And then there are instances where a variation on a theme takes on a complete and total life of it’s own.

    The entire zombie genre owes as much to Hitchcock’s The Birds as it does to Romero’s Night Of The Living Dead. It’s the exact same story, except with different creatures.

  3. Lady Galaxy Says:

    This isn’t totally on topic, but it’s close. [And it won’t hurt my feelings at all if you don’t approve it to be added to the comments section.] How much of an effort does Amazon make to ascertain whether books published through their direct publishing system are not just copied and pasted from assorted websites? I recently purchased a book, and as I was reading, it seemed very familiar. I kept digging through my archives until I discovered that I had the complete content of the book was something I had printed out from a teacher sharing website way back in the year 2000. A few things had been changed and a few typos had been corrected, but it was 99% taken from that website. The original website is no longer online, but I did a web search using one of the typos and quickly found that it was available in many locations. I suppose it’s possible that this is an original work by the author and that a website copied it 13 years ago in which case he needs to know that his “original” work has been “borrowed,” but it think it’s more likely he borrowed it, edited it, and published it using Kindle Direct Publishing. This has happened before with self published cook books, but since you can’t copyright a recipe, only a recipe collection, I just considered myself glad that it was a freebie and deleted it. But this was a book I purchased, and it’s past the return period. I notified Amazon via e-mail about the problem, but I haven’t heard back from them.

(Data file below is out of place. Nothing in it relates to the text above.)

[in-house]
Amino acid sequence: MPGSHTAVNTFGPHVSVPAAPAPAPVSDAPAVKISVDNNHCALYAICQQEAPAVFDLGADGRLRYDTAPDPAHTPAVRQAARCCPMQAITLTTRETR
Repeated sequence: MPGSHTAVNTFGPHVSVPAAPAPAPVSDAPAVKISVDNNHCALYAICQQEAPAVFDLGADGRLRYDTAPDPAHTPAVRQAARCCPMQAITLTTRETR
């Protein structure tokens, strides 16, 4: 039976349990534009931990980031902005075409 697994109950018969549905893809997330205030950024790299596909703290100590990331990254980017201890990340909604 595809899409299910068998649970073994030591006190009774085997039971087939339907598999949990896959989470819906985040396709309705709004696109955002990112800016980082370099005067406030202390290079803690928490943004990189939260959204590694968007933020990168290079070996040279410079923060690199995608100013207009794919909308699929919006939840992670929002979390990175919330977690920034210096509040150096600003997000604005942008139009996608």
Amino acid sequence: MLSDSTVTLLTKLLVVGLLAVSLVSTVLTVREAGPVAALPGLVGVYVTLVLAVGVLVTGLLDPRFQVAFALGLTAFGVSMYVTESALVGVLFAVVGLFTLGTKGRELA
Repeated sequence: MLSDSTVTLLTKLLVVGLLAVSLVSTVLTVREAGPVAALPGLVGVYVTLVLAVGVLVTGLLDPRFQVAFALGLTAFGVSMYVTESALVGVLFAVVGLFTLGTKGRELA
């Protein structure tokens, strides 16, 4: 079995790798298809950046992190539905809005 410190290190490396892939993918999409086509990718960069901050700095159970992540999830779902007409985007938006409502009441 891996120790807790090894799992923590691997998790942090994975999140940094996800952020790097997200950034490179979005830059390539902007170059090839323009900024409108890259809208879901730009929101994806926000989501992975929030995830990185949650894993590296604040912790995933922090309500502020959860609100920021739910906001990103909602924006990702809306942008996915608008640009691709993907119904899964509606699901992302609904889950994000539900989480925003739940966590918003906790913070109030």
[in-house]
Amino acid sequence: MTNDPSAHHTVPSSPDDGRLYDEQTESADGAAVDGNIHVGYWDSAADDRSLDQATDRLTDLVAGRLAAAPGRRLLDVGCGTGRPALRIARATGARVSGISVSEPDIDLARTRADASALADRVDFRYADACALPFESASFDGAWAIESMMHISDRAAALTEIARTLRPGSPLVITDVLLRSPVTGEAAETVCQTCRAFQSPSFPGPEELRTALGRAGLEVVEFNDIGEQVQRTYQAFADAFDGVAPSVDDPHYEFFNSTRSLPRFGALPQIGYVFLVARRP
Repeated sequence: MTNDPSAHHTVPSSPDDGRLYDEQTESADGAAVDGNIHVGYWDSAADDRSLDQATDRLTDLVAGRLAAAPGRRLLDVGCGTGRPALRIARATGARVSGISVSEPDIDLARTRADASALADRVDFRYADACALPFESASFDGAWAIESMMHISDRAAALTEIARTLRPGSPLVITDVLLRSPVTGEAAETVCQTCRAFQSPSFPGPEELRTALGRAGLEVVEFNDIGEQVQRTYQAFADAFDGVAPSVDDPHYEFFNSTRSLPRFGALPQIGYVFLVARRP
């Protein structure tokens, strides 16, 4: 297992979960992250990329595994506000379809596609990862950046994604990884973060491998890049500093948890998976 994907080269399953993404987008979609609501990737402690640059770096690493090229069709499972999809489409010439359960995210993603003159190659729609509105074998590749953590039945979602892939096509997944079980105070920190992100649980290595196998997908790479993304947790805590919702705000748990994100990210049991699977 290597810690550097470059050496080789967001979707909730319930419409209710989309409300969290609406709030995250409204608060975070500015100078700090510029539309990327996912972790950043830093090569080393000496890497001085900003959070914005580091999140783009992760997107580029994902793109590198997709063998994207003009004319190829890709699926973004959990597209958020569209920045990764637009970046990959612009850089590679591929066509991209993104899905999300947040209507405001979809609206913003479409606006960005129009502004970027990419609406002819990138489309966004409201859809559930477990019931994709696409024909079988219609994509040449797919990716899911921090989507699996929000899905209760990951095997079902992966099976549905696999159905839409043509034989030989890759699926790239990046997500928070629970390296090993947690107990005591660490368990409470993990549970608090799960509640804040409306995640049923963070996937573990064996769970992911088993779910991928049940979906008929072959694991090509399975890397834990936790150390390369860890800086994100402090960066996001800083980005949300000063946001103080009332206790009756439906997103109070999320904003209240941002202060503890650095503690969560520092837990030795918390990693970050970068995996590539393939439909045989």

• Bufo Calvin Says:

      Thanks for writing, Lady!

      I would assume no effort at all, which I would argue is the appropriate level. 🙂

      The first thing is that copyrights do not need to be registered in the USA (although doing so gives you additional options). A legal rightsholder, submitting through Kindle Direct Publishing, may legitimately have no way to prove copyright.

      They are asked to attest to it, though.

      Given that, what process could Amazon follow to ascertain that something is not infringing?

      Some time back, they started checking to see if a work that was submitted was identical to another work, which is one form of protection, but wouldn’t work in the case you cite.